SpaceX, the rocket company founded by Elon Musk in 2002, is steamrolling toward its first-ever rocket launch of people into orbit.
The NASA-funded commercial mission is called Demo-2 and will fly two passengers: seasoned NASA astronauts Bob Behnken and Doug Hurley.
If all goes according to plan, the team will lift off inside the company’s new Crew Dragon spaceship at 4:33 p.m. ET on Wednesday, in effect resurrecting human spaceflight from America after nearly a decade of dormancy. If the weather or other conditions don’t cooperate, SpaceX’s next chance to launch Demo-2 will be Saturday, May 30, at a similar time.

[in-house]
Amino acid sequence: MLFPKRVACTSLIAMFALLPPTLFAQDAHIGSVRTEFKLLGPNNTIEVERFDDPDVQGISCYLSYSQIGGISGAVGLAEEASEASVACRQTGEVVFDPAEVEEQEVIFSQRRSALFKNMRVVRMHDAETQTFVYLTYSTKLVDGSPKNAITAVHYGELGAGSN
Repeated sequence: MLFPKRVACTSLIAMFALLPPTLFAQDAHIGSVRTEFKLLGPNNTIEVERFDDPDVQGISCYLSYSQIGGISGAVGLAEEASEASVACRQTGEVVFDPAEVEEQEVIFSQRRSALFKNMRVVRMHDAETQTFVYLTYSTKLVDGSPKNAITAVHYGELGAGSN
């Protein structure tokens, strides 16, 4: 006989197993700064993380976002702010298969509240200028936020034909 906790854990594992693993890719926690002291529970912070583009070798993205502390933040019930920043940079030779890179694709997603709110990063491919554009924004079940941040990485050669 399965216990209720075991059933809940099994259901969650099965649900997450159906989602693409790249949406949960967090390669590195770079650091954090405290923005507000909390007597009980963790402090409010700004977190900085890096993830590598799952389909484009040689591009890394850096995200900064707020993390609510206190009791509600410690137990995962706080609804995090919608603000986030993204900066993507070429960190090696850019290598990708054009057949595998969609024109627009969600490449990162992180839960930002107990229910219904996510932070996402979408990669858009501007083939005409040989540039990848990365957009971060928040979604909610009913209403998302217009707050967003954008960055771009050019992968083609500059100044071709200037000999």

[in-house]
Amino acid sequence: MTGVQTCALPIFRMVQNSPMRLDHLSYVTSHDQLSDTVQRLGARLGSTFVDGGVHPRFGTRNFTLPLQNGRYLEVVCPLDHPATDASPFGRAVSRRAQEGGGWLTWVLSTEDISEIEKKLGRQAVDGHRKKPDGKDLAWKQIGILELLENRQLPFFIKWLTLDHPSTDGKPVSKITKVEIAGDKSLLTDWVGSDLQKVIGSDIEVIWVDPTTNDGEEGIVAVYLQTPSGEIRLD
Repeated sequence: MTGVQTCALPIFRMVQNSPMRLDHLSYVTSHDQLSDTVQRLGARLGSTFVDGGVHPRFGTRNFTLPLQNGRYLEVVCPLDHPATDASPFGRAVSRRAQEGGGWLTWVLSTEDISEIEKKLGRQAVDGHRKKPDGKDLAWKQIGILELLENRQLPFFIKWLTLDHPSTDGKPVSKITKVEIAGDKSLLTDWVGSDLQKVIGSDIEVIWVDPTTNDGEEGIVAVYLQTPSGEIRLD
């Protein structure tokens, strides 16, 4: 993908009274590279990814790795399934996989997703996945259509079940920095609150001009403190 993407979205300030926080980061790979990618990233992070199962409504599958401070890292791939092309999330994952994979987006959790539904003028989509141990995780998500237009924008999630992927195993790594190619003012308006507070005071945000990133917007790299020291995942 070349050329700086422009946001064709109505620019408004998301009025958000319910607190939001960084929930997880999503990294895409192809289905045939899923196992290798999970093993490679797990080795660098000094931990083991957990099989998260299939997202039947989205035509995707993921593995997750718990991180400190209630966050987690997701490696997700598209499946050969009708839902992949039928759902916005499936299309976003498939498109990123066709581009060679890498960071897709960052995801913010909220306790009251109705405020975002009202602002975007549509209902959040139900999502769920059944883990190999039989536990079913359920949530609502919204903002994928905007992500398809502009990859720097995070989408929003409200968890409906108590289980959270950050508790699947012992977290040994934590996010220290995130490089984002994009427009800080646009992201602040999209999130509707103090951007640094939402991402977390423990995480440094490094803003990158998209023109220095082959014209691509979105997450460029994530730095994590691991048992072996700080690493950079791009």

But before Demo-2’s launch can happen, SpaceX needs to clear a number of final safety hurdles, and the company on Friday passed two of those penultimate steps.
“We are now preparing for a launch in five short days,” NASA administrator Jim Bridenstine said during a televised press briefing on Friday, later adding: “We are a go.”